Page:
The deal promised to withdraw all U.S. forces from the bases in the first 135 days, a milestone met on Tuesday, President Trump’s special representative to the talks, Zalmay Khalilzad, said.
"The U.S. has worked hard to carry out the 1st phase of its commitments under the Agreement, including to reduce forces & depart five bases. NATO troops have come down in proportional numbers," Khalilzad said on Twitter.
Afghan media outlet Tolo reported the five U.S. bases that closed are located in Helmand, Uruzgan, Paktika and Laghman provinces, in southern and eastern Afghanistan.
The larger U.S. bases in Bagram, located outside Kabul, and Kandahar Air Field in southern Afghanistan remain open.
Another major stipulation of the proposed peace deal brokered in Doha in February between the Taliban and the U.S. is the large-scale withdrawal of American troops in Afghanistan.
The U.S. slashed the number of troops in the region to 8,600, down from a high of over 100,000 in 2010.
Despite the reduction in U.S. troops as part of the agreement, violence between the Taliban and Afghan forces has spiked in recent months, according to the Afghan government.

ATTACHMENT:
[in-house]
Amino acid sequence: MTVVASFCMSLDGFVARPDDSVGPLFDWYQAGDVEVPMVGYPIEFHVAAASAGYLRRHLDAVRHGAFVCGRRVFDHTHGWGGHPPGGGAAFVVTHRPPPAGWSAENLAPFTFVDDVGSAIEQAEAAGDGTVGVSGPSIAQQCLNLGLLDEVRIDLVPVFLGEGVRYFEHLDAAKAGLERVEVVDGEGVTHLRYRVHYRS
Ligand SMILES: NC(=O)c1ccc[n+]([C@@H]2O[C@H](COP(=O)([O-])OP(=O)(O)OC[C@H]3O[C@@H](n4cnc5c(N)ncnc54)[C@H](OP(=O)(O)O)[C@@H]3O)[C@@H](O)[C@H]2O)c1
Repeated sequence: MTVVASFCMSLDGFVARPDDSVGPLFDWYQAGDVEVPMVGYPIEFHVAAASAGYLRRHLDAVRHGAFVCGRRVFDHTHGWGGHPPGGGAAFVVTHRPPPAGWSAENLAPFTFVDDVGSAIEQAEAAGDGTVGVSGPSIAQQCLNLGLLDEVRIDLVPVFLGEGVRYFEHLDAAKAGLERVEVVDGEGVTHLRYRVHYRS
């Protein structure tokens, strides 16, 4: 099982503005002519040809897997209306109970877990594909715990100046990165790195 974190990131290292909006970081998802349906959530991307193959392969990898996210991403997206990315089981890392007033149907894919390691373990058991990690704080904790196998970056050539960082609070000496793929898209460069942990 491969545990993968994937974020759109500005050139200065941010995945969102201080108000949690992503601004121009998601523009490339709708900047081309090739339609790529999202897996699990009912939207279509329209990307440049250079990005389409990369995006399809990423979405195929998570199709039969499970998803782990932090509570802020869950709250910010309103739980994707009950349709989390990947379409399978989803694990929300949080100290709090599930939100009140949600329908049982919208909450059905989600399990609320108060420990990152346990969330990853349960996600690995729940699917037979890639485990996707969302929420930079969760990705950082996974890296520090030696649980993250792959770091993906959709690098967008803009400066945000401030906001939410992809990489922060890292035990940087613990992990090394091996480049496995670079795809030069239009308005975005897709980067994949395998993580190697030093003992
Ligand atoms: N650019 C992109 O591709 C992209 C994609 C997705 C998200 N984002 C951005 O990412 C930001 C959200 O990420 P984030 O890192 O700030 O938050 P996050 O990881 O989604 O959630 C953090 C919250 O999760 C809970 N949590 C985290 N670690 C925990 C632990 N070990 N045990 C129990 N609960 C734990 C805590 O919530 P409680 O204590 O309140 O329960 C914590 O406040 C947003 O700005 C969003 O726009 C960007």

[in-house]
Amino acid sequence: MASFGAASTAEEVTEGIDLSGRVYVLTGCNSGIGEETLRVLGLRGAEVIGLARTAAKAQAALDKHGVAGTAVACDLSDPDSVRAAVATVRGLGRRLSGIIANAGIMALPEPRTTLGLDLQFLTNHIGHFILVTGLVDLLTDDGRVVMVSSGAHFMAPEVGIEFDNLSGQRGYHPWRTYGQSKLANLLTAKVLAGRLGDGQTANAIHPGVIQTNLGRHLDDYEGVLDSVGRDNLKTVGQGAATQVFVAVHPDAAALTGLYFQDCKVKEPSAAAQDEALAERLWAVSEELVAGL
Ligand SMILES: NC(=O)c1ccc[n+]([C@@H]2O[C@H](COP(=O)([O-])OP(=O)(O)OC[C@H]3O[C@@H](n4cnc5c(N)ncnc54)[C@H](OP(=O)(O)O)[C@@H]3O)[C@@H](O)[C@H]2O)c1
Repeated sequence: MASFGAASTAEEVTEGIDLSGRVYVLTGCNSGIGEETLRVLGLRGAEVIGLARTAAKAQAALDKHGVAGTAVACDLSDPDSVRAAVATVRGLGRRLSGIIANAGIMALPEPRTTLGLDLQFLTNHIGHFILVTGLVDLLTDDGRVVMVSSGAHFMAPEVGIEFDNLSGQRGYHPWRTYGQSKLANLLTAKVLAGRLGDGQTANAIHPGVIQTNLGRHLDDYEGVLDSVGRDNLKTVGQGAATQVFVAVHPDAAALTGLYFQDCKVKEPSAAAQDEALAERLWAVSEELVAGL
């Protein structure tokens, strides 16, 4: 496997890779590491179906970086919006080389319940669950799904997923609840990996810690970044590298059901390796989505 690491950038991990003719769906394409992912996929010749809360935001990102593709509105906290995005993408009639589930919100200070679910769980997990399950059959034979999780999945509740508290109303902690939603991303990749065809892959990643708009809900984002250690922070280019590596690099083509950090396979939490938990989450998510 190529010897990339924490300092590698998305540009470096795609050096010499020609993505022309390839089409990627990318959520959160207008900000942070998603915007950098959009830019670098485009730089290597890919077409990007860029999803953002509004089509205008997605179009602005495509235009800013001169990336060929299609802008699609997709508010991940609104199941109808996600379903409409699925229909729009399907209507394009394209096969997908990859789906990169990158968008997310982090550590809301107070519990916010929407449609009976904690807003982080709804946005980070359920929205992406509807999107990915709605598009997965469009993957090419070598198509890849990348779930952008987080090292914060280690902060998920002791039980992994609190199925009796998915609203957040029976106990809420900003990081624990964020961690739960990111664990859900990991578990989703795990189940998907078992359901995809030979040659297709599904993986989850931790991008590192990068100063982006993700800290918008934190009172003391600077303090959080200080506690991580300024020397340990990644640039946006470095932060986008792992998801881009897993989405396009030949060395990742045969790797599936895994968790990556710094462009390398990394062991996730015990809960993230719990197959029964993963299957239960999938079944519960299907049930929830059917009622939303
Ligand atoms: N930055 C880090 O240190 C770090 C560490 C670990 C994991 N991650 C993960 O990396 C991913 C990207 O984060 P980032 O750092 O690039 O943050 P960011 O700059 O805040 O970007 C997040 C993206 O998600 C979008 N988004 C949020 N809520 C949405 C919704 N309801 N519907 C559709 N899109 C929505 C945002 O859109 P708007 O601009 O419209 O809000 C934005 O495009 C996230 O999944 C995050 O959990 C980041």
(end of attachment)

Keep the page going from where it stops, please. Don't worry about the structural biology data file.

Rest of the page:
Just a day before the base closures, the Taliban detonated a car bomb at a government facility in Samangan province's capital Aybak, near the office of the National Directorate of Security (NDS), a key intelligence agency, killing 11 security personnel and wounding at least 63 civilians, including children.
The surge in violence across the nation targeting Afghan forces is likely a tactic to strongarm the government into releasing nearly 600 additional Taliban prisoners before the group considers measures to end the nearly two-decades-old war in the region.
"We condemn today's attack. The use of major explosives to detonate a vehicle in a provincial capital is unacceptable and will strengthen those who oppose peace and plays into the hands of spoilers. All sides must reduce violence" Khalilzad tweeted on Monday.
"Violence has been high, especially in recent days & weeks. Afghans continue to die in large numbers for no reason. The Taliban's attack today in a provincial capital contradicts their commitment to reduce violence until a permanent ceasefire is reached in intra-Afghan talks," he added.
The government has released 4,199 Taliban prisoners and the Taliban 779 members of pro-government forces, according to figures provided by both sides, Al Jazeera reported.
Despite the prisoner exchanges on both sides as called for in the U.S.-Taliban deal, talks for a mutual peace agreement have been at a standstill, delaying its kickoff that was supposed to begin in March.
"As we look to the next phase of implementation under the agreement, our approach will remain conditions-based," Khalilzad said. "We will press for completion of prisoner releases, reduction of violence, complete delivery on CT commitments and start of and progress in intra-Afghan negotiations."